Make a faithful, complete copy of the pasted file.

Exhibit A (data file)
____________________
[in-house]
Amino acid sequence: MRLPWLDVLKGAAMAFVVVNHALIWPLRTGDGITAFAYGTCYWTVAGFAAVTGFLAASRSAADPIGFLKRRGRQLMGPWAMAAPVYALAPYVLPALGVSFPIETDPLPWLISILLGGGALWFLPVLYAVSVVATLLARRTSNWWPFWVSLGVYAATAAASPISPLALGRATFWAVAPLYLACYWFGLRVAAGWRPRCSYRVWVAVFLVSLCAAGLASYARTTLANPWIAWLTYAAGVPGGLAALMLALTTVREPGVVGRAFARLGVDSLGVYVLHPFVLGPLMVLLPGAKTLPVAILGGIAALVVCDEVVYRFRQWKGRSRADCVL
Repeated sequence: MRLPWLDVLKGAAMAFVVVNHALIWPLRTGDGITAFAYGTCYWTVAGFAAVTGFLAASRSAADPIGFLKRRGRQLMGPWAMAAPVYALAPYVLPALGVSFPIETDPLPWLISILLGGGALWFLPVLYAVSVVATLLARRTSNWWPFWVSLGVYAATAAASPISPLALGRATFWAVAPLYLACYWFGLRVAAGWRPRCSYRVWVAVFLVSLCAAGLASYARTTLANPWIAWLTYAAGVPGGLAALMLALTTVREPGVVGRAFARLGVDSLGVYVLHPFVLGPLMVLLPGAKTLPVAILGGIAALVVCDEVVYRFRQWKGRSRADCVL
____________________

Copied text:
[in-house]
Amino acid sequence: MRLPWLDVLKGAAMAFVVVNHALIWPLRTGDGITAFAYGTCYWTVAGFAAVTGFLAASRSAADPIGFLKRRGRQLMGPWAMAAPVYALAPYVLPALGVSFPIETDPLPWLISILLGGGALWFLPVLYAVSVVATLLARRTSNWWPFWVSLGVYAATAAASPISPLALGRATFWAVAPLYLACYWFGLRVAAGWRPRCSYRVWVAVFLVSLCAAGLASYARTTLANPWIAWLTYAAGVPGGLAALMLALTTVREPGVVGRAFARLGVDSLGVYVLHPFVLGPLMVLLPGAKTLPVAILGGIAALVVCDEVVYRFRQWKGRSRADCVL
Repeated sequence: MRLPWLDVLKGAAMAFVVVNHALIWPLRTGDGITAFAYGTCYWTVAGFAAVTGFLAASRSAADPIGFLKRRGRQLMGPWAMAAPVYALAPYVLPALGVSFPIETDPLPWLISILLGGGALWFLPVLYAVSVVATLLARRTSNWWPFWVSLGVYAATAAASPISPLALGRATFWAVAPLYLACYWFGLRVAAGWRPRCSYRVWVAVFLVSLCAAGLASYARTTLANPWIAWLTYAAGVPGGLAALMLALTTVREPGVVGRAFARLGVDSLGVYVLHPFVLGPLMVLLPGAKTLPVAILGGIAALVVCDEVVYRFRQWKGRSRADCVL